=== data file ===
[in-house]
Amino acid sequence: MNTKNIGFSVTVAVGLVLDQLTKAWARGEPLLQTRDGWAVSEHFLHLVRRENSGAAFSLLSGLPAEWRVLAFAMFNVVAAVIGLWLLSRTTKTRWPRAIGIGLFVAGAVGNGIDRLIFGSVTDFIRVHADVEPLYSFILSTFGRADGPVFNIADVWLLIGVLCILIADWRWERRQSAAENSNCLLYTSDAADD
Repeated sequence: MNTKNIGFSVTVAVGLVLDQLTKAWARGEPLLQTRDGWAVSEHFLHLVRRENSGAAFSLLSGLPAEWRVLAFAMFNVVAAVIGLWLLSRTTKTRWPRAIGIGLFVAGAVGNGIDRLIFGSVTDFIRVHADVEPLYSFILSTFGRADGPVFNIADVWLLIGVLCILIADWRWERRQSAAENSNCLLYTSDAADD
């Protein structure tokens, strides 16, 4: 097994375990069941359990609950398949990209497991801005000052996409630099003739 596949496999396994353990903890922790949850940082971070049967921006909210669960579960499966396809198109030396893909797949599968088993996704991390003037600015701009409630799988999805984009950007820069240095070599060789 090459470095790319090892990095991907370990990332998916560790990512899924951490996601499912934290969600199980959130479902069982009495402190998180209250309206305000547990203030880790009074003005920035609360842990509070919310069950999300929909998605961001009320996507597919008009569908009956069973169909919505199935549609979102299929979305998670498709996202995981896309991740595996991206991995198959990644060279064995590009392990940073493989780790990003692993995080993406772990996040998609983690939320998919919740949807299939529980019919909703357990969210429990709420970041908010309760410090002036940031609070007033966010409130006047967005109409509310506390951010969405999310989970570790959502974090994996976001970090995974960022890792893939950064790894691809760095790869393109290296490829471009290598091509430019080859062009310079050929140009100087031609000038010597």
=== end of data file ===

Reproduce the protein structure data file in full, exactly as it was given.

[in-house]
Amino acid sequence: MNTKNIGFSVTVAVGLVLDQLTKAWARGEPLLQTRDGWAVSEHFLHLVRRENSGAAFSLLSGLPAEWRVLAFAMFNVVAAVIGLWLLSRTTKTRWPRAIGIGLFVAGAVGNGIDRLIFGSVTDFIRVHADVEPLYSFILSTFGRADGPVFNIADVWLLIGVLCILIADWRWERRQSAAENSNCLLYTSDAADD
Repeated sequence: MNTKNIGFSVTVAVGLVLDQLTKAWARGEPLLQTRDGWAVSEHFLHLVRRENSGAAFSLLSGLPAEWRVLAFAMFNVVAAVIGLWLLSRTTKTRWPRAIGIGLFVAGAVGNGIDRLIFGSVTDFIRVHADVEPLYSFILSTFGRADGPVFNIADVWLLIGVLCILIADWRWERRQSAAENSNCLLYTSDAADD
């Protein structure tokens, strides 16, 4: 097994375990069941359990609950398949990209497991801005000052996409630099003739 596949496999396994353990903890922790949850940082971070049967921006909210669960579960499966396809198109030396893909797949599968088993996704991390003037600015701009409630799988999805984009950007820069240095070599060789 090459470095790319090892990095991907370990990332998916560790990512899924951490996601499912934290969600199980959130479902069982009495402190998180209250309206305000547990203030880790009074003005920035609360842990509070919310069950999300929909998605961001009320996507597919008009569908009956069973169909919505199935549609979102299929979305998670498709996202995981896309991740595996991206991995198959990644060279064995590009392990940073493989780790990003692993995080993406772990996040998609983690939320998919919740949807299939529980019919909703357990969210429990709420970041908010309760410090002036940031609070007033966010409130006047967005109409509310506390951010969405999310989970570790959502974090994996976001970090995974960022890792893939950064790894691809760095790869393109290296490829471009290598091509430019080859062009310079050929140009100087031609000038010597």